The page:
Advanced Usage

Variables JSON Support!

In monaco-graphql@0.5.0 we introduced a method getVariablesJSONSchema that allows you to retrieve a JSONSchema description for the declared variables for any given set of operations

Full Sync Demo with Variables JSON

import * as monaco from 'monaco-editor/esm/vs/editor/editor.api';

import { initializeMode } from 'monaco-graphql/initializeMode';

import GraphQLWorker from 'worker-loader!monaco-graphql/esm/graphql.worker';

window.MonacoEnvironment = {
  getWorker(_workerId: string, label: string) {
    if (label === 'graphql') {
      return new GraphQLWorker();
    }
    return new Worker('editor.worker.js');
  },
};

// the language service will be instantiated once the schema is available
const MonacoGraphQLAPI = initializeMode({
  schemas: [
    {
      // anything that monaco.URI.from() is compatible with
      uri: 'https://my-schema.com',
      // match the monaco file uris for this schema.
      // accepts specific filenames and anything `picomatch` supports.
      fileMatch: ['**/*.graphql'],
      schema: myGraphqlSchema as GraphQLSchema,
    },
  ],
});

const operationModel = monaco.editor.createModel(
  'query {}',
  'graphql',
  '/operation.graphql',
);

const operationEditor = monaco.editor.create(
  document.getElementById('someElementId'),
  {
    model: operationModel,
    language: 'graphql',
    formatOnPaste: true,
  },
);

const variablesSchemaUri = monaco.editor.URI.file('/variables-schema.json');

const variablesModel = monaco.editor.createModel(
  '{}',
  'json',
  '/variables.json',
);

const variablesEditor = monaco.editor.create(
  document.getElementById('someElementId'),
  {
    model: variablesModel,
    language: 'graphql',
    formatOnPaste: true,
  },
);

// high-level method for configuring json variables validation
MonacoGraphQLAPI.setDiagnosticSettings({
  validateVariablesJson: {
    // Urls, uris, anything that monaco.URI.from() is compatible with.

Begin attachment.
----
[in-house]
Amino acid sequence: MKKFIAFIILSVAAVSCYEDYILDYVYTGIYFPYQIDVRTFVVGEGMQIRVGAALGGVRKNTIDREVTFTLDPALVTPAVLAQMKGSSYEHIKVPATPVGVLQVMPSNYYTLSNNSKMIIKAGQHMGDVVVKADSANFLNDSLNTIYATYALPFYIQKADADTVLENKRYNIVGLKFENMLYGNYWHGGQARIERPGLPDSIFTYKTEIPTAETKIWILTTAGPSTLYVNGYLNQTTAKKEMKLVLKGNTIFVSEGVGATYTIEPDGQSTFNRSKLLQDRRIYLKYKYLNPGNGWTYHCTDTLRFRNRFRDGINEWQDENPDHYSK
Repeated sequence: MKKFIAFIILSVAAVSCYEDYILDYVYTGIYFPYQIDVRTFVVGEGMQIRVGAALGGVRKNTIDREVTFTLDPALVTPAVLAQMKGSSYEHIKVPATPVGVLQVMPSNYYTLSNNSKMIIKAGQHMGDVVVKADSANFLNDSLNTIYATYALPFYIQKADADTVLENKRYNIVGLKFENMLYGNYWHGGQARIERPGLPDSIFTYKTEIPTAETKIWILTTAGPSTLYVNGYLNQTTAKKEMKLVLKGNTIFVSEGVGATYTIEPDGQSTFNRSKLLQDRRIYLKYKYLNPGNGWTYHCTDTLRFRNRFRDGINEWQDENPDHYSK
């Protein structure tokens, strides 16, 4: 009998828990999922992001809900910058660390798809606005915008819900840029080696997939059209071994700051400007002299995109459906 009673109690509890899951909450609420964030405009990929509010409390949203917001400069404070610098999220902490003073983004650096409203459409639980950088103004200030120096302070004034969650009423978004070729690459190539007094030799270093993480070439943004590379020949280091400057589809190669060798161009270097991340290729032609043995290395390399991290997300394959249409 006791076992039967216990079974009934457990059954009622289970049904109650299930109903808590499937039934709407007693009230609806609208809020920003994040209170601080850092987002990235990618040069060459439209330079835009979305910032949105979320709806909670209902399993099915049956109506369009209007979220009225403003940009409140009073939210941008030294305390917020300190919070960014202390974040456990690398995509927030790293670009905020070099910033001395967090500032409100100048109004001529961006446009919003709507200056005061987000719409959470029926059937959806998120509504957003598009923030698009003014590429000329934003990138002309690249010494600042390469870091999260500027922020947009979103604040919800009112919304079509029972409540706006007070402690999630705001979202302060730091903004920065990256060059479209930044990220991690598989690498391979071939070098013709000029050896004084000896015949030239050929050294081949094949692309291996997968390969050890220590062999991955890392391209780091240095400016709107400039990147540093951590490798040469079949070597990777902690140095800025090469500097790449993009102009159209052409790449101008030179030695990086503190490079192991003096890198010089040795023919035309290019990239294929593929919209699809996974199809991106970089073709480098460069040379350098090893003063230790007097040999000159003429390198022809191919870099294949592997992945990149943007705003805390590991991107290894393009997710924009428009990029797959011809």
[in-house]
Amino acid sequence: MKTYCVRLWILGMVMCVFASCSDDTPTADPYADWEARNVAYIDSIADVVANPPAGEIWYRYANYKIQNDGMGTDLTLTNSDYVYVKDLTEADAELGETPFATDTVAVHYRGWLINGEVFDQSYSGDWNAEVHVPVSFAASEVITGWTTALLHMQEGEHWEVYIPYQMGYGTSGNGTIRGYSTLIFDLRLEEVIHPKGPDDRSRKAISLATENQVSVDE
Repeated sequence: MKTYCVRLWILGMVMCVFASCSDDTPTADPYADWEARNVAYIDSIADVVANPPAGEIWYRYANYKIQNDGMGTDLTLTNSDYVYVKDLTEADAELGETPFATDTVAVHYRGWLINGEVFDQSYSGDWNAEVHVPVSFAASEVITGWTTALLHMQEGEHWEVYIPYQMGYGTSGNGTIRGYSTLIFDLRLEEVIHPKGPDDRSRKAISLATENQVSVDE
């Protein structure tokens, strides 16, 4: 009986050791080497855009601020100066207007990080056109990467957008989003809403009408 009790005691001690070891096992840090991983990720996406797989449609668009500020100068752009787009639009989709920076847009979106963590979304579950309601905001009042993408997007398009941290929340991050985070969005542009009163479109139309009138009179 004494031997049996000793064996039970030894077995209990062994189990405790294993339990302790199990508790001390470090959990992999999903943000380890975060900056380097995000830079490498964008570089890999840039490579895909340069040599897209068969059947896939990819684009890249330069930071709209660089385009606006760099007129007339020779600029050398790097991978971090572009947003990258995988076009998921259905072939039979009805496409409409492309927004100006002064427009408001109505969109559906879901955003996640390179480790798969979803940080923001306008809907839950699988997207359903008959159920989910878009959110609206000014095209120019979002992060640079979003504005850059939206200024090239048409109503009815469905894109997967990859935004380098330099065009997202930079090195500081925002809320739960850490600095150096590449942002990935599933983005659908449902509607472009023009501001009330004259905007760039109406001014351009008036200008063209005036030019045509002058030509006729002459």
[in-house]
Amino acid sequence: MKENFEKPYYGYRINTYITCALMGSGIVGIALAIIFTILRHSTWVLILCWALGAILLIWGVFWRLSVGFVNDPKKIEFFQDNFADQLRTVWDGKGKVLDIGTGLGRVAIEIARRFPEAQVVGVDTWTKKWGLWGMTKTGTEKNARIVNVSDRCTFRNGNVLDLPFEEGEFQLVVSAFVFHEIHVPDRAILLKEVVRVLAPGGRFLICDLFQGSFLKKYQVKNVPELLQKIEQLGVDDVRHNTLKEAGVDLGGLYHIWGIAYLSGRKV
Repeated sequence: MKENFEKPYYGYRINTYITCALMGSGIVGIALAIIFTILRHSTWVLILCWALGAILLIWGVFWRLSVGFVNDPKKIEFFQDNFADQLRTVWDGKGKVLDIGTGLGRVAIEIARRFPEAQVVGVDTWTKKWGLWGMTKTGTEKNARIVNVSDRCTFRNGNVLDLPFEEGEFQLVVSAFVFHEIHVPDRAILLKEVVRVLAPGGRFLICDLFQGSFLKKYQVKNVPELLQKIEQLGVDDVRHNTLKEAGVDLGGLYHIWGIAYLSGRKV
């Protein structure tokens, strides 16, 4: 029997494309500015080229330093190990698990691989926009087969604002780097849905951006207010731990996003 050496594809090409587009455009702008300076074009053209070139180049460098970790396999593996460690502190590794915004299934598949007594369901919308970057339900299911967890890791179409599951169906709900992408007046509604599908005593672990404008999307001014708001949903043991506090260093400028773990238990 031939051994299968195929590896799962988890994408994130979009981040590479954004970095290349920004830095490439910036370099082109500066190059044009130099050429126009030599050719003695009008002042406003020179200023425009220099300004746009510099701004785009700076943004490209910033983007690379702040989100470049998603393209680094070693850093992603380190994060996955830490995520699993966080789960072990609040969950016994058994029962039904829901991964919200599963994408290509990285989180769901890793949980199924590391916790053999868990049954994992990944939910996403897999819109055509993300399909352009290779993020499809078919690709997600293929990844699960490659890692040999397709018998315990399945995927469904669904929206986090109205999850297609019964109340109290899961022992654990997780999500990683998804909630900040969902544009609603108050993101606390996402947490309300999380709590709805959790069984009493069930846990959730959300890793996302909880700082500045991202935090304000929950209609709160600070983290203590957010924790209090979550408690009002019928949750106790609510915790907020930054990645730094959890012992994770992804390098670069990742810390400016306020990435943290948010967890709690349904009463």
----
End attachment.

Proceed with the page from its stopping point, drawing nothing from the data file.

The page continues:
// Match operation model to variables editor,
    // and the language service will automatically listen for changes,
    // and compute the json schema using the GraphQLWorker.
    // This is in the main process is applied to the global monaco json settings
    // for validation, completion and more using monaco-json's built-in JSON Schema support.
    [operationModel.uri.toString()]: [variablesModel.uri.toString()],
  },
  jsonDiagnosticSettings: {
    allowComments: true, // allow json, parse with a jsonc parser to make requests
  },
});

MonacoGraphQL.setCompletionSettings({
  // this auto-fills NonNull leaf fields
  // it used to be on by default, but is annoying when
  // fields contain required argument.
  // hoping to fix that soon!
  __experimental__fillLeafsOnComplete: true,
});

You can also experiment with the built-in jsonc? (JSON syntax that allows comments and trailing commas, for tsconfig.json, etc.) and the 3rd party monaco-yaml language modes for completion of other types of variable input. you can also experiment with editor methods to parse detected input into different formats, etc (yaml pastes as json, etc.)

You could of course prefer to generate a jsonschema form for variables input using a framework of your choice, instead of an editor. Enjoy!

monaco-graphql/lite

You can also import a "lite" version, and manually enable only the monaco features you want!

Warning: by default, completion and other features will not work, only highlighting and validation.

import { initializeMode } from 'monaco-graphql/lite';

// enable completion
import 'monaco-editor/esm/vs/editor/contrib/inlineCompletions/browser/inlineCompletions.contribution';

const api = initializeMode({
  schemas: [
    {
      // anything that monaco.URI.from() is compatible with
      uri: 'schema.graphql',
      // match the monaco file uris for this schema.
      // accepts specific filenames and anything `picomatch` supports.
      fileMatch: ['operation.graphql'],
      schema: myGraphqlSchema as GraphQLSchema,
    },
  ],
});

MonacoGraphQLAPI (typedoc)

If you call any of these API methods to modify the language service configuration at any point at runtime, the webworker will reload relevant language features.

If you import 'monaco-graphql' synchronously, you can access the api via monaco.languages.graphql.api.

import 'monaco-graphql';
// now the api will be available on the `monaco.languages` global
const { api } = monaco.languages.graphql;
import 'monaco-graphql';

// also this
import { languages } from 'monaco-editor';
// now the api will be available on the `monaco.languages` global
const { api } = languages.graphql;

Otherwise, you can, like in the sync demo above: